A computer has two fundamentally different types of memory. The main memory is Direct RAM (DRAM) which represents the active storage components of a computer’s memory. DRAM is fast but it stores relatively little information. The other type of memory is the hard drive which uses a solid, locally magnetized, metal disc to store information. (For this reason, a powerful magnet should never be placed on top of a laptop.) The hard drive uses a single “pick-up” to read the information while the disc spins beneath it. This process takes a long time by computer standards.
In 2005 IBM demonstrated a possible alternative in the form of the “millipede”-so called because it looks like one. The millipede uses nanotechnology to store information in tiny depressions on the surface of a silicon-treated polymer. This information is ready by a series of atomic force probes which can read and write information much more quickly than conventional hard drives.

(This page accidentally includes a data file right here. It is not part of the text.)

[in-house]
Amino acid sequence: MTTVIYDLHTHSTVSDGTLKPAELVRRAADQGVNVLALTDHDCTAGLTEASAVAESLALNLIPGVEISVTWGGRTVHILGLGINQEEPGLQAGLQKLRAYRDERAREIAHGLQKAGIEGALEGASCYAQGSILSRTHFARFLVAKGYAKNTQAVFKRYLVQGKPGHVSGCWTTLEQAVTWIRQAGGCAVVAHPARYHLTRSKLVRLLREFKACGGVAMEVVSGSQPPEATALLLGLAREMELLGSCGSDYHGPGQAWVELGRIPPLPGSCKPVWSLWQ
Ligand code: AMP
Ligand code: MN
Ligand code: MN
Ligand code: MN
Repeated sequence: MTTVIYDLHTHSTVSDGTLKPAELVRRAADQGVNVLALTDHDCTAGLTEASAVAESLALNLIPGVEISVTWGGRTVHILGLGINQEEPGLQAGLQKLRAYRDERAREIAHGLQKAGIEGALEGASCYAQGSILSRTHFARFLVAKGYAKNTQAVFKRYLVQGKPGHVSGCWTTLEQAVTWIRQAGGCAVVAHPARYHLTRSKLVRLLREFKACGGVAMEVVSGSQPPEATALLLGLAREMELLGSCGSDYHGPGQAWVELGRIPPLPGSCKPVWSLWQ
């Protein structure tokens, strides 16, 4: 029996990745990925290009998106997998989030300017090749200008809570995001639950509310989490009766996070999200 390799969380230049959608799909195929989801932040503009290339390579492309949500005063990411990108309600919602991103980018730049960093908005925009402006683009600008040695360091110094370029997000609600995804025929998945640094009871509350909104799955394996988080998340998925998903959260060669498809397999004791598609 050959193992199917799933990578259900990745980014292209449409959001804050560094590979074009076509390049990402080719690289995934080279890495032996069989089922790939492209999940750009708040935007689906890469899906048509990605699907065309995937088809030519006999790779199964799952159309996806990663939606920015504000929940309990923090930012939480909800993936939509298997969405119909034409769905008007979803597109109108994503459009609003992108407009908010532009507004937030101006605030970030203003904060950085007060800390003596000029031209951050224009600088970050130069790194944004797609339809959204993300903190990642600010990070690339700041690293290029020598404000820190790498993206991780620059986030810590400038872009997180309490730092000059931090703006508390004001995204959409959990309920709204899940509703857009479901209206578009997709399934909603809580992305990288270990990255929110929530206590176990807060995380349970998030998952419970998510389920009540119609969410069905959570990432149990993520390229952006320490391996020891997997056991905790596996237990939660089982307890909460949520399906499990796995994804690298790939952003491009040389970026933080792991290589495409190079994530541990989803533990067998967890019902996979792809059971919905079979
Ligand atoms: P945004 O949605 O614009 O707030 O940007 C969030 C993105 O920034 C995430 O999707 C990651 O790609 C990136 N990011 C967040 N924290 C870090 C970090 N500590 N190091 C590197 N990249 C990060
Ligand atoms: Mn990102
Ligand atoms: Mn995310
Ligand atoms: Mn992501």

The consequence is that the millipede is much faster than the hard drive, almost as fast as some DRAMs and is capable of storing more information than some hard drives, as much as 1 terabytes per square inch (1 gigabytes per square millimetre). This capacity is four times greater than the magnetic storage currently available.